Windows Update Hangs

Windows Update Hangs: a reader asks…

I am currently doing battle with a Windows 10 update that hangs at a particular point, forcing me to restart the computer and wait for it to undo the partially-installed update. After that, I have to restart the computer a second time because something left behind slows down the internet connections gradually until it takes minutes to establish a connection. My update problem never goes away – the update package is still there, pending until the next time the computer is turned off and on. It then leaps in and hangs again during the update. Can you help me to turn off, or delete and re-download the poisoned update?

It sounds like you either have a corrupted Windows 10 update file/folder, or you may have been caught by a faulty update that Microsoft recently released (then retracted). Here’s how you get out of the loop you’re in yourself (you may want to print this to make it easier to follow along):

Click to visit Microsoft website

Your first option is to try running the Windows 10 Update Troubleshooter: Click the Link for the Windows 10 troubleshooter on that web page, and download the wu10.diagcab file, then double-click that to run it and follow the on-screen prompts.

This troubleshooter is not the same one referenced in the Forbes article I linked above (which lets you hide problematic updates), but a more generic troubleshooter that may very well resolve your issue.

If that doesn’t fix the problem, you can delete the Windows Update cache on your hard drive and force Windows to restart and redownload fresh updates (which won’t include the faulty one since Microsoft retracted it).

First, you’ll want to restart your computer in Safe Mode. In Windows 10 this is a bit more involved of a process than it used to be (see this article for a way to streamline this for the future):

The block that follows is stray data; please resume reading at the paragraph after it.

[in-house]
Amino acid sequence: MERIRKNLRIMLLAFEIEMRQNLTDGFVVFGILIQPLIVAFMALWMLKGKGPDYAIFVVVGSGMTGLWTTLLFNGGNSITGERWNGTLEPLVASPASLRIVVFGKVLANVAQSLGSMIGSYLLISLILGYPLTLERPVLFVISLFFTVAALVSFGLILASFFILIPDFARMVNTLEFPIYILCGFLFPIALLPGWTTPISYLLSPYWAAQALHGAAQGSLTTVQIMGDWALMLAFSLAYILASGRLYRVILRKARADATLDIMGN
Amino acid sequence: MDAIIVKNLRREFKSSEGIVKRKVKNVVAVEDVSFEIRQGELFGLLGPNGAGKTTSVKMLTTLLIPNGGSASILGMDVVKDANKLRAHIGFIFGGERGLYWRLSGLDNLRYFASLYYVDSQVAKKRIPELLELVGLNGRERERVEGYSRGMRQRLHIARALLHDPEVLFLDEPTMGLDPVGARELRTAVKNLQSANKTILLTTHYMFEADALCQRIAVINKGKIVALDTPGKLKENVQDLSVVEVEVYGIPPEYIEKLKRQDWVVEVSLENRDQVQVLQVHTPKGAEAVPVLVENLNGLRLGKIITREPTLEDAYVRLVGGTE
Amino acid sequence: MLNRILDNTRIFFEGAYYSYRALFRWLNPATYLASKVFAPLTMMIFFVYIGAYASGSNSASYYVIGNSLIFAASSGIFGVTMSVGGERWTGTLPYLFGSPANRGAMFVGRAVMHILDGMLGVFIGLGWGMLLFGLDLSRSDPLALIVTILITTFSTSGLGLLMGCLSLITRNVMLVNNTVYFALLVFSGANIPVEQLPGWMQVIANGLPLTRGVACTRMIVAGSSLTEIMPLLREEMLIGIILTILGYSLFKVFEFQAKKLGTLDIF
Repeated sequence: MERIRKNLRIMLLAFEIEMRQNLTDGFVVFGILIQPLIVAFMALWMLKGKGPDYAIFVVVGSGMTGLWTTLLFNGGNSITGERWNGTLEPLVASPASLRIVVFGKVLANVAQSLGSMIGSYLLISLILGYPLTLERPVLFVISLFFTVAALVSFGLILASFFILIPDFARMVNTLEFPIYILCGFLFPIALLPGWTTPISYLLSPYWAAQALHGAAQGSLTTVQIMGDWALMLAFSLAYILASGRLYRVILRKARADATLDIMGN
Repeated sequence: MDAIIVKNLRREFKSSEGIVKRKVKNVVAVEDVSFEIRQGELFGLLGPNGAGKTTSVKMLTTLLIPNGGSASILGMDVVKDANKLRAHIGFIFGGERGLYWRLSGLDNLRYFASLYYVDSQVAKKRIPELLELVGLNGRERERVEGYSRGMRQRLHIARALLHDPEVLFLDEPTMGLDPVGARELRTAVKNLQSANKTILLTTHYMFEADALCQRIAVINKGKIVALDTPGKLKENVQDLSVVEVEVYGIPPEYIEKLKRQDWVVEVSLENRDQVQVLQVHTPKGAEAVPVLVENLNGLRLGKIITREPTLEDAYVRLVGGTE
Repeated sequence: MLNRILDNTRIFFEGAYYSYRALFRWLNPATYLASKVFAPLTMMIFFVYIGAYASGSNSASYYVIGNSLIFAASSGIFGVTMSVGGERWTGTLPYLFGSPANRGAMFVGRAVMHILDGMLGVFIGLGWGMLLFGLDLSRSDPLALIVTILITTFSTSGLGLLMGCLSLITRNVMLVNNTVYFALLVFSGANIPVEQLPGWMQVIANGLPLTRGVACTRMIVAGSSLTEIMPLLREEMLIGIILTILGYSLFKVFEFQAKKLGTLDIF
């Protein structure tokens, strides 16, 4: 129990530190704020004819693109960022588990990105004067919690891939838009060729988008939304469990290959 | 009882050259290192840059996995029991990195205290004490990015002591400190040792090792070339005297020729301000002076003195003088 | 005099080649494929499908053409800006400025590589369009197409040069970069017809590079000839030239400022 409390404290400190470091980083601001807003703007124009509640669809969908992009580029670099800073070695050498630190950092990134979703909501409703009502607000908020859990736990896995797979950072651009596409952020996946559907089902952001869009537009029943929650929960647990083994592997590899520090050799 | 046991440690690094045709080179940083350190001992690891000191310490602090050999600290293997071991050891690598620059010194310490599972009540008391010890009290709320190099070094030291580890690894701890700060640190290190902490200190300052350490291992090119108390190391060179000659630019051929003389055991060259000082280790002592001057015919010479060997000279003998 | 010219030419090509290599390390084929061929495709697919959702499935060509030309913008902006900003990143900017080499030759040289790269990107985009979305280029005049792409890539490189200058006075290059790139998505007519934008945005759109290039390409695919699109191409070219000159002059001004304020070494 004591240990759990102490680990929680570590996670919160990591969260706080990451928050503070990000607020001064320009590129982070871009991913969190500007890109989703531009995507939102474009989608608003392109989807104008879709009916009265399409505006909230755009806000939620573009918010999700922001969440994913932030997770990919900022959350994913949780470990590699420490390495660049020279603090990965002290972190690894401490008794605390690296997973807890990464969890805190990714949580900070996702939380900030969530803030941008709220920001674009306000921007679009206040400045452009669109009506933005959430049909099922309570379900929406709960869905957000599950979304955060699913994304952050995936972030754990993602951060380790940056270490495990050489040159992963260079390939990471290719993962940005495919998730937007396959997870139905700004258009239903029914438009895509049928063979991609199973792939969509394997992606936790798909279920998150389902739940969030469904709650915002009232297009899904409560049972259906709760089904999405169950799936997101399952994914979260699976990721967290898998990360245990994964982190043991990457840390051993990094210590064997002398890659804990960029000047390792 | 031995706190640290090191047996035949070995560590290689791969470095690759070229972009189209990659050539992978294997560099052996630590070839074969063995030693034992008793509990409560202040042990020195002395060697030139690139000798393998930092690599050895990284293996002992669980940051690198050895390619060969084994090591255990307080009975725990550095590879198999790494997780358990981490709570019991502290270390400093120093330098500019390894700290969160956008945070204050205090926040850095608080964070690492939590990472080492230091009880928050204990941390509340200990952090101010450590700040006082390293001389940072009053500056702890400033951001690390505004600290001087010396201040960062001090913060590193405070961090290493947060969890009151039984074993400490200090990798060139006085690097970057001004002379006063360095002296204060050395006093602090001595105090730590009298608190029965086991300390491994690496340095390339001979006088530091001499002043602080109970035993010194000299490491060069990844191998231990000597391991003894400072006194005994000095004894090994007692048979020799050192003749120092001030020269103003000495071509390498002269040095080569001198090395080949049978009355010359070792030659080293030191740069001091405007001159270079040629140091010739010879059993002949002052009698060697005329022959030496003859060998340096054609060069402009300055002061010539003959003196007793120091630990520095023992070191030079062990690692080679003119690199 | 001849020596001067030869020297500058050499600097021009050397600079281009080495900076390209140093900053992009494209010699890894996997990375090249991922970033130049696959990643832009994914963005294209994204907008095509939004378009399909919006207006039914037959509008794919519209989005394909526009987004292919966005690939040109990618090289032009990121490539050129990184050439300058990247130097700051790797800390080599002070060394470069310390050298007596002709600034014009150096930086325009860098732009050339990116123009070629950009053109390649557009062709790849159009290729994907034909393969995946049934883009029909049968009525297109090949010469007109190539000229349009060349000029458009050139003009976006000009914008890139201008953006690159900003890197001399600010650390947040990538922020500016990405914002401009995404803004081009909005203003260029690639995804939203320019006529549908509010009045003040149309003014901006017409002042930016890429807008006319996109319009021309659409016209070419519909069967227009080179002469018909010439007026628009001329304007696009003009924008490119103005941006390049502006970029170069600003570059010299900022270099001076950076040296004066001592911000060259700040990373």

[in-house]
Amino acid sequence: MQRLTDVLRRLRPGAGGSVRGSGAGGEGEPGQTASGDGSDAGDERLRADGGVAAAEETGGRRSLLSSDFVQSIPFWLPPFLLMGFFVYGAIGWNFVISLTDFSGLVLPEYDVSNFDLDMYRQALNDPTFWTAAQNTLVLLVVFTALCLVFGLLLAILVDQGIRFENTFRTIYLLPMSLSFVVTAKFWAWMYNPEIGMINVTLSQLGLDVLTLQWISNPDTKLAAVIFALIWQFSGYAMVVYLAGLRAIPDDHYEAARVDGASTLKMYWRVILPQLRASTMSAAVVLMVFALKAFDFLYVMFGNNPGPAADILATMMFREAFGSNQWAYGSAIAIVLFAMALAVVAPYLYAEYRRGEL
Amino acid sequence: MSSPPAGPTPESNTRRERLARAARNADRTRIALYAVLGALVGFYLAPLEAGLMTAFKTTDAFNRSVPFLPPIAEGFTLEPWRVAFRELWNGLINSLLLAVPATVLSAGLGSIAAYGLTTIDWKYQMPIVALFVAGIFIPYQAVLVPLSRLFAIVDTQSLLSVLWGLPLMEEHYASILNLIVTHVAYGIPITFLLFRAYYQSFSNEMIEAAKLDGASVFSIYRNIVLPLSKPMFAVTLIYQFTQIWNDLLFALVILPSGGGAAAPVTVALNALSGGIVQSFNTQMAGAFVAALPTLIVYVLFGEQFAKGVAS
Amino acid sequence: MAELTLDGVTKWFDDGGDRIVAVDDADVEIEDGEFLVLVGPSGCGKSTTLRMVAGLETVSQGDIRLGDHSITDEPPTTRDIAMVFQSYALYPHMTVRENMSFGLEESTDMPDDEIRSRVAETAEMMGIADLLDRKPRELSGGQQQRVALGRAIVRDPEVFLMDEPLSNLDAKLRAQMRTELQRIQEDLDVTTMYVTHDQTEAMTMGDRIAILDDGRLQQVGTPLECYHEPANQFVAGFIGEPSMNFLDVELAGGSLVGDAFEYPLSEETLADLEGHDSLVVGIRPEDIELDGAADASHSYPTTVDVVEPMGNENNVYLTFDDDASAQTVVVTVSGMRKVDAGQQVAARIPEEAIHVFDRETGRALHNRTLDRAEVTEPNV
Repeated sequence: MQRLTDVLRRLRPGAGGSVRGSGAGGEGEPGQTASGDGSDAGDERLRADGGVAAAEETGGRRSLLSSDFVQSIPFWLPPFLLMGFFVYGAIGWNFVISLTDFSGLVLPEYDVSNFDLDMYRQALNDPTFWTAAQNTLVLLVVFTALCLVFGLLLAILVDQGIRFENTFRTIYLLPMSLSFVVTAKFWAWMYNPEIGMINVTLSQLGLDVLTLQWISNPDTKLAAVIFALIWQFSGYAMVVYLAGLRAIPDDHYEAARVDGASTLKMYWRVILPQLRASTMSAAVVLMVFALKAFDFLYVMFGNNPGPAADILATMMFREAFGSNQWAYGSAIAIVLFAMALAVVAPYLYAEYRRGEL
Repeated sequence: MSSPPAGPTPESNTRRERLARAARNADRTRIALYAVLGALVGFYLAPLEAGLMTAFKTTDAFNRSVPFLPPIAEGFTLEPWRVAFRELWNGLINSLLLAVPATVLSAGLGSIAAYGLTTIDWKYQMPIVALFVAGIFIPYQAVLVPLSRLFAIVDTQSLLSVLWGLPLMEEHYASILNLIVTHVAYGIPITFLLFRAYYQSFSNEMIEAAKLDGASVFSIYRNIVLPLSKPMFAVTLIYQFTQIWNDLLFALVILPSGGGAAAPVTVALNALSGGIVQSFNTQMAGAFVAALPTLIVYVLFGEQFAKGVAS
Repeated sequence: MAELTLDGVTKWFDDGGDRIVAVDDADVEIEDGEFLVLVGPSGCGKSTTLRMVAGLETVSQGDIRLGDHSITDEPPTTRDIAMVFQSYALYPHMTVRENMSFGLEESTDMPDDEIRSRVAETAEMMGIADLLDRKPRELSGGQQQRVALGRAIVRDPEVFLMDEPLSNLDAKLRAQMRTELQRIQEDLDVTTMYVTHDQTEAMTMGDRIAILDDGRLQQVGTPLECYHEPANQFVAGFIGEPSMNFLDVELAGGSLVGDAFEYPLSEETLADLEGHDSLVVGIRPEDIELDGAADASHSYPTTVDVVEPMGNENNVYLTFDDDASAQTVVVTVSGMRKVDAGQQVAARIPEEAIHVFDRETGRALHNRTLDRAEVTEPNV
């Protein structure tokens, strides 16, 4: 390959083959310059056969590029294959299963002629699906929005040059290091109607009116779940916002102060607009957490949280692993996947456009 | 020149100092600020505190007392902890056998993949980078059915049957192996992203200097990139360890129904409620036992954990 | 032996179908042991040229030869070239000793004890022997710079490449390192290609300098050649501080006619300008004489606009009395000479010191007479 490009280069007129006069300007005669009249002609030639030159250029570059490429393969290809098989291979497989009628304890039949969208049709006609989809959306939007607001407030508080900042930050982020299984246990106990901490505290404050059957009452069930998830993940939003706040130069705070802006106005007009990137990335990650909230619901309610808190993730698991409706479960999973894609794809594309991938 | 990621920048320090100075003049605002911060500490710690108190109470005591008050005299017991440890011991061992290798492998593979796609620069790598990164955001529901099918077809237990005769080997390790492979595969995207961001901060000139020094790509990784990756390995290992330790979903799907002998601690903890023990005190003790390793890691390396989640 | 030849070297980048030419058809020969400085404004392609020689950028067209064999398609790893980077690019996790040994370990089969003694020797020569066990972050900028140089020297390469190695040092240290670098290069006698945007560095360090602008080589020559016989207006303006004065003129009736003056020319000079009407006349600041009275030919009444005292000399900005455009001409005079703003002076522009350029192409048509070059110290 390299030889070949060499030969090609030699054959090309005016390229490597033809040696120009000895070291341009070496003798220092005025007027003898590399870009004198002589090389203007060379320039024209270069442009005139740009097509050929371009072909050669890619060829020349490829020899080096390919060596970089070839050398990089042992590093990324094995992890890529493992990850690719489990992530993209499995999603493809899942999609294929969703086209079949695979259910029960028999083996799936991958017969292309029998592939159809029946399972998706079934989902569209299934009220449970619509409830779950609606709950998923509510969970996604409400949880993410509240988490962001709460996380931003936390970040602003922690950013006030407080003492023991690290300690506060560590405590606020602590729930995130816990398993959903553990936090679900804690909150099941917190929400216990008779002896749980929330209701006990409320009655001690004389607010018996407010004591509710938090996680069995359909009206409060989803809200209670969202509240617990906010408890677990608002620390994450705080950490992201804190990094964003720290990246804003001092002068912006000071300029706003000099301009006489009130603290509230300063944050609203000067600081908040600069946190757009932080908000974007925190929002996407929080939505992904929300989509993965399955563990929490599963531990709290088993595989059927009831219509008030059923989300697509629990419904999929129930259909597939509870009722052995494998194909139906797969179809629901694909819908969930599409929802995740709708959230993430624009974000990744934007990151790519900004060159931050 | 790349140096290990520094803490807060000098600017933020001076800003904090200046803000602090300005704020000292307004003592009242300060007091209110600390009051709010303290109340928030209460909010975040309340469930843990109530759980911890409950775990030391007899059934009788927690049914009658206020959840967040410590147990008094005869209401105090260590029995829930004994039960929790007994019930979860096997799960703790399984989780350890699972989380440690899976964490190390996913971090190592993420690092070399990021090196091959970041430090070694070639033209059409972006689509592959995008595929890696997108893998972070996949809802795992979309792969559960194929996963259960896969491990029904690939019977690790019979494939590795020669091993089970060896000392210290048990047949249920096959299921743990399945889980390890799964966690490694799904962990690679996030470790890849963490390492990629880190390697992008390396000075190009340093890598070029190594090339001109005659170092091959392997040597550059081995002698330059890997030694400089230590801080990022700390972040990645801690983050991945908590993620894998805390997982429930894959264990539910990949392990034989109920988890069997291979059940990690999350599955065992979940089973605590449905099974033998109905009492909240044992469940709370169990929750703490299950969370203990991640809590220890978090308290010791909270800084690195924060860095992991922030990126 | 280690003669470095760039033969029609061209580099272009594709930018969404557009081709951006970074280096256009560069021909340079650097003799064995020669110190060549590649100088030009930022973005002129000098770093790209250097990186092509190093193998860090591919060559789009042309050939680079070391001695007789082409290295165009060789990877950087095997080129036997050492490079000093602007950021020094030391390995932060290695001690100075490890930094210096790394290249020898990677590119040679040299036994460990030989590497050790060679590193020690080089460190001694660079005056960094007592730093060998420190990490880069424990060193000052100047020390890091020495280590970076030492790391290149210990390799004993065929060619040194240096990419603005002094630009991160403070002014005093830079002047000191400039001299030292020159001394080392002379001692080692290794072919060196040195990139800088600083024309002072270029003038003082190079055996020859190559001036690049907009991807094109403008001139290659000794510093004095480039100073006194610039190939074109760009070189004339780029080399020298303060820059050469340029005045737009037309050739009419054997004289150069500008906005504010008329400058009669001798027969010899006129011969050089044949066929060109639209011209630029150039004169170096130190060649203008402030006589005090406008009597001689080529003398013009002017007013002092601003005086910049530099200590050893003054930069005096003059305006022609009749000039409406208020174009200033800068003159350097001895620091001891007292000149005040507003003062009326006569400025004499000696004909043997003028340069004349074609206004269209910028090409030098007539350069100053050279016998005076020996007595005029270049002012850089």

1. With Windows 10 running, hold down the Shift key then choose Power > Restart from the Windows sign-in screen.
  2. On the next screen you’ll see options to choose: Troubleshoot > Advanced Options > Startup Settings > Restart (your computer will restart).
  3. At the blue screen, you’ll press your “5” keyboard key to start in Safe Mode with Networking. Windows 10 will come up slowly in Safe Mode. Log into your user account.

Next, you’ll want to open the Windows Command Prompt (if you’re using an older version of Windows 10) or Powershell (if using a newer version). Right-click the Windows 10 start button and choose the item that shows up (choose the one that includes (Admin) in the name). An old DOS-style window will appear (black background for Command Prompt, blue background for Powershell). Then:

  1. Type “net stop wuauserv” (without the quotes) at the prompt and press your enter key.
  2. Type “net stop bits” (without the quotes) at the prompt and press your enter key.

These two commands stop the Windows Update service. You can leave this window open for now to reverse that process once you’ve done the next step:

  1. Open your File Manager app and navigate to C:\ Windows\ SoftwareDistribution
  2. Select everything inside that folder and delete all the files and folders
  3. You can then close the File Manager app

Next, you’ll restart the Windows Update service. Go back to the Command Prompt or Powershell window that you left open and:

  1. Type “net start wuauserv” (without the quotes) at the prompt and press your enter key.
  2. Type “net start bits” (without the quotes) at the prompt and press your enter key
  3. Type “exit” (without the quotes) at the prompt to close the window.

Lastly, restart your computer and let it boot up normally. After you’ve logged into your Windows User account, wait a few minutes (up to 5) for all the startup tasks to finish, then go to Windows Update and check for updates. It will identify updates to be installed, download and install them.

You will probably be asked to restart your computer, so do so, knowing that the restart will take a lot longer than usual as the major updates are installed while the computer is restarting. If you have a lot of pending updates (typical for users who shut off their computers every night), the complete update process can take an hour or more. This is because Windows 10’s automatic updating runs during the middle of the night, but only if your computer is left running.

I can’t guarantee this will resolve your situation, but there’s a good chance it will, and doing the above yourself will save you potentially a lot of money. If it doesn’t, then you may be looking at more extensive professional diagnosis and repair as there may be more problems than just a stuck Windows Update.

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